Sports Medicine Conference Brings New Knowledge, Professional Contacts to ESS Students
It's not every day that you get to meet your idol. But one Colby-Sawyer student majoring in Exercise and Sport Sciences (ESS) did just that recently. And that was just a highlight in an especially productive field trip into the professional world.
In mid-November, 14 ESS students, along with ESS Professors Jean Eckrich and Melisa Mena, traveled to Providence, R.I., to attend The New England Chapter of the American College of Sports Medicine Conference. The sessions covered areas such as strength and conditioning, exercise for individuals with various diseases, injury prevention and rehabilitation, and psychological factors that can affect exercise regimes.
New Ideas for Treating Patients
John Bosse '08, an ESS major who specializes in Exercise Science, attended the conference because he wanted to meet new people in the field and see hands-on presentations that would offer him new information.
In one session on resistance training for cardiac rehab patients, Bosse learned about modifications to standard exercises that can prevent patients from falling or from engaging in excessive ranges of motion. In another session on core training, he learned a great deal about diagnosis and treatment of overuse injuries.
The presenter emphasized the importance of considering all possible sources of pain in overuse injuries. He explained how many injuries had very little relation to the specific site, but rather to other joints above and below the injured area, Bosse explains.
He also stressed the importance of asking personal training clients where they felt exercises, because without this knowledge, the trainer would not always know if the client was overcompensating with the wrong muscles. This overcompensation often results in overuse injuries that are better treated not by strengthening the overused muscle, but by finding the weaker ones that had been compensated for and strengthening them.
In addition to acquiring knowledge he can put to use quickly, Bosse also saw his summer internship supervisor, Donald Christie Jr. M.D.,CSCS, who made him feel more comfortable amid all the professionals at the conference. Bosse interned with Dr. Christie, a sports physician at Fitness World in Lewiston, Maine, where Bosse set up training programs for clients.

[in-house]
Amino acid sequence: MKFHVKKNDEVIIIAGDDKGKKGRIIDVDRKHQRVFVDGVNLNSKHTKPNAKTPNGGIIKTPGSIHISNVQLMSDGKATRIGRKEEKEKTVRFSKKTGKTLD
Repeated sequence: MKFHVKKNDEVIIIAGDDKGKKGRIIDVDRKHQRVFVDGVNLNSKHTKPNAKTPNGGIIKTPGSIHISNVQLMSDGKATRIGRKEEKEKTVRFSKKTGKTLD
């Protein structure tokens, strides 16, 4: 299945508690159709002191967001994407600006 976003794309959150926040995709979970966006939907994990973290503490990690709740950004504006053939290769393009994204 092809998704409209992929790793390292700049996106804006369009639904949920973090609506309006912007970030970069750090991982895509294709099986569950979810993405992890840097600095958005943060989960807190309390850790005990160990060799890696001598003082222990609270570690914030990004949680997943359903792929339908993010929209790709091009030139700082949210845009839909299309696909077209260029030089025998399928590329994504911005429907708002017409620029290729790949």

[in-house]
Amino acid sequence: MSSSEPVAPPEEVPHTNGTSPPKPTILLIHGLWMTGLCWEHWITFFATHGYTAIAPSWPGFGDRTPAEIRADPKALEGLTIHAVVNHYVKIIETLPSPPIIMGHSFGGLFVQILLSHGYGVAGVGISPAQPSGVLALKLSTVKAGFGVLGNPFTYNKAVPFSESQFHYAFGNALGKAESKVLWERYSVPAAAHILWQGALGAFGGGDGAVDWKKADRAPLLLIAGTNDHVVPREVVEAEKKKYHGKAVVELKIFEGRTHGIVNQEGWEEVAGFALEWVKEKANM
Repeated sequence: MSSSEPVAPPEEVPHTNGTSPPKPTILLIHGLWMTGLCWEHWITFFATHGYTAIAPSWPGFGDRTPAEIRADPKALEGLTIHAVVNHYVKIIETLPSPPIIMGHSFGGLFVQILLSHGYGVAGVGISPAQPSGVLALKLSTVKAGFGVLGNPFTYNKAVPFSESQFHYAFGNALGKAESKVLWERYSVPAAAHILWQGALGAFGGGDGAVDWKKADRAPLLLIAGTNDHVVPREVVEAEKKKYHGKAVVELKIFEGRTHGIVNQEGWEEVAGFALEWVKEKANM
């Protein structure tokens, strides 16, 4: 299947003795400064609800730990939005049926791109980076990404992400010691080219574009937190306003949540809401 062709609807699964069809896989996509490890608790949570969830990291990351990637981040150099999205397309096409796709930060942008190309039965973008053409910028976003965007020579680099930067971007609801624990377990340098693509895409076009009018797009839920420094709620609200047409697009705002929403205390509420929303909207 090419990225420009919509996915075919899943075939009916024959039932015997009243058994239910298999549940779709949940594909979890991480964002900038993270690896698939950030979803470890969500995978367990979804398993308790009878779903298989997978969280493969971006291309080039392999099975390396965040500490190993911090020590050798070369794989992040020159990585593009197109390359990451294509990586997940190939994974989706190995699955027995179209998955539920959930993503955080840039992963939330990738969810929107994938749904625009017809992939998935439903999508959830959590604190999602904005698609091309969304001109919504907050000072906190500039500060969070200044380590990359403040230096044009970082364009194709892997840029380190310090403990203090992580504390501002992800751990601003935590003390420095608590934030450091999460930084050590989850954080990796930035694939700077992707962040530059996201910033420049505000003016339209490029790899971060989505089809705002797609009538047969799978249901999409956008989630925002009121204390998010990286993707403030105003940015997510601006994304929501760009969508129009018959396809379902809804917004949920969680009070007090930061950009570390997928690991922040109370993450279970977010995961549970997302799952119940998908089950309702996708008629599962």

The highlight of the trip for Bosse was seeing Colby-Sawyer alumnus, Trevor Dorian '05, now a graduate student at Springfield College. Dorian will begin working as a strength and conditioning coach in the Dodger baseball team's farm system in March 2007.
Making the Connection
A senior ESS major who specializes in Athletic Training, Andrew Snow '07 says it was important for him to attend the conference because he needs to make connections in his field outside of Colby-Sawyer.
I enjoy learning about topics from people who have different perspectives based on their field, as compared to learning only from ATCs [certified athletic trainers] he says. The presentation on core training tied in well with my class on therapeutic rehabilitation. The lessons in the session strayed far from the usual concepts addressed with core training and really focused on what is relevant to performance and rehabilitation.
Snow found several presentations compelling and relevant to his interests. I found the presentation on metabolic systems in athletics good because of my interest in exercise physiology and running, he says. The session on power training was very useful in learning about the concepts of developing power, and how it differs from developing strength.
The best session for Snow was the motivational speech by 1964 Olympic 10,000-meter gold medalist and runner Billy Mills, whom Snow, also an avid runner, has always admired. The presentation inspired me as an athlete and as a person, rather than just as a sports medicine practitioner, he says. He's always been an idol of mine.
I found that interacting with the presenters was generally very informational, Snow adds. Many of the speakers were experts in their field of study and had very thorough answers to my questions.
There was just one sour note for Snow. I e-mailed one of the presenters, who never e-mailed me back with answers to my questions, he says. In that case, he was not helpful, but frustrating instead.
Despite that minor disappointment, the conference was not just a great opportunity but a lot of fun. ESS Department Chair and Professor Eckrich describes it as a wonderful opportunity for students to interact with other students across the region. Our students were able to attend sessions that provided additional insights and perspectives on topics that they have in their classes here.